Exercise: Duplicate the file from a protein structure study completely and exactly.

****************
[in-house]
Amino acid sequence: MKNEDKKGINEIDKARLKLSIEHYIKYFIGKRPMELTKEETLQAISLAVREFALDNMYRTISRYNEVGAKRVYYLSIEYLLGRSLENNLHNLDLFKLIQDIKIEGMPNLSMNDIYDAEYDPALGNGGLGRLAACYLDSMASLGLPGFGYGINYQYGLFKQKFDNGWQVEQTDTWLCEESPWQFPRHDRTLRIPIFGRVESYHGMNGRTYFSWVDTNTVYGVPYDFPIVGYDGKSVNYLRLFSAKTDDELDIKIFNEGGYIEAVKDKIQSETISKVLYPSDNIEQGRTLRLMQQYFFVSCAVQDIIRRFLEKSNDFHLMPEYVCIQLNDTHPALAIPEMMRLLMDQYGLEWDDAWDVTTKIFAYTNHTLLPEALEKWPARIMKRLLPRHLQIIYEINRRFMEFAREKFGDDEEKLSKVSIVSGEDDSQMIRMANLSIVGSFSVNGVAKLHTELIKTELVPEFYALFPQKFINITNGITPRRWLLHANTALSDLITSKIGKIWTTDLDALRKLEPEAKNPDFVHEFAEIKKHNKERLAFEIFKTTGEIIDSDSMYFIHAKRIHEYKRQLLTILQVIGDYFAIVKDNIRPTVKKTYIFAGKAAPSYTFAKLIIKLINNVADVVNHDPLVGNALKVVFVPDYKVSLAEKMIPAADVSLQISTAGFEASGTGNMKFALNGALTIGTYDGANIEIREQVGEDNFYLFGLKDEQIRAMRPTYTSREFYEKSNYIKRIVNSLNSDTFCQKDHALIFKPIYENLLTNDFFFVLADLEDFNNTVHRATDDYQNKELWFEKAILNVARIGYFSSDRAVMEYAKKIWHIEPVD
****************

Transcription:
[in-house]
Amino acid sequence: MKNEDKKGINEIDKARLKLSIEHYIKYFIGKRPMELTKEETLQAISLAVREFALDNMYRTISRYNEVGAKRVYYLSIEYLLGRSLENNLHNLDLFKLIQDIKIEGMPNLSMNDIYDAEYDPALGNGGLGRLAACYLDSMASLGLPGFGYGINYQYGLFKQKFDNGWQVEQTDTWLCEESPWQFPRHDRTLRIPIFGRVESYHGMNGRTYFSWVDTNTVYGVPYDFPIVGYDGKSVNYLRLFSAKTDDELDIKIFNEGGYIEAVKDKIQSETISKVLYPSDNIEQGRTLRLMQQYFFVSCAVQDIIRRFLEKSNDFHLMPEYVCIQLNDTHPALAIPEMMRLLMDQYGLEWDDAWDVTTKIFAYTNHTLLPEALEKWPARIMKRLLPRHLQIIYEINRRFMEFAREKFGDDEEKLSKVSIVSGEDDSQMIRMANLSIVGSFSVNGVAKLHTELIKTELVPEFYALFPQKFINITNGITPRRWLLHANTALSDLITSKIGKIWTTDLDALRKLEPEAKNPDFVHEFAEIKKHNKERLAFEIFKTTGEIIDSDSMYFIHAKRIHEYKRQLLTILQVIGDYFAIVKDNIRPTVKKTYIFAGKAAPSYTFAKLIIKLINNVADVVNHDPLVGNALKVVFVPDYKVSLAEKMIPAADVSLQISTAGFEASGTGNMKFALNGALTIGTYDGANIEIREQVGEDNFYLFGLKDEQIRAMRPTYTSREFYEKSNYIKRIVNSLNSDTFCQKDHALIFKPIYENLLTNDFFFVLADLEDFNNTVHRATDDYQNKELWFEKAILNVARIGYFSSDRAVMEYAKKIWHIEPVD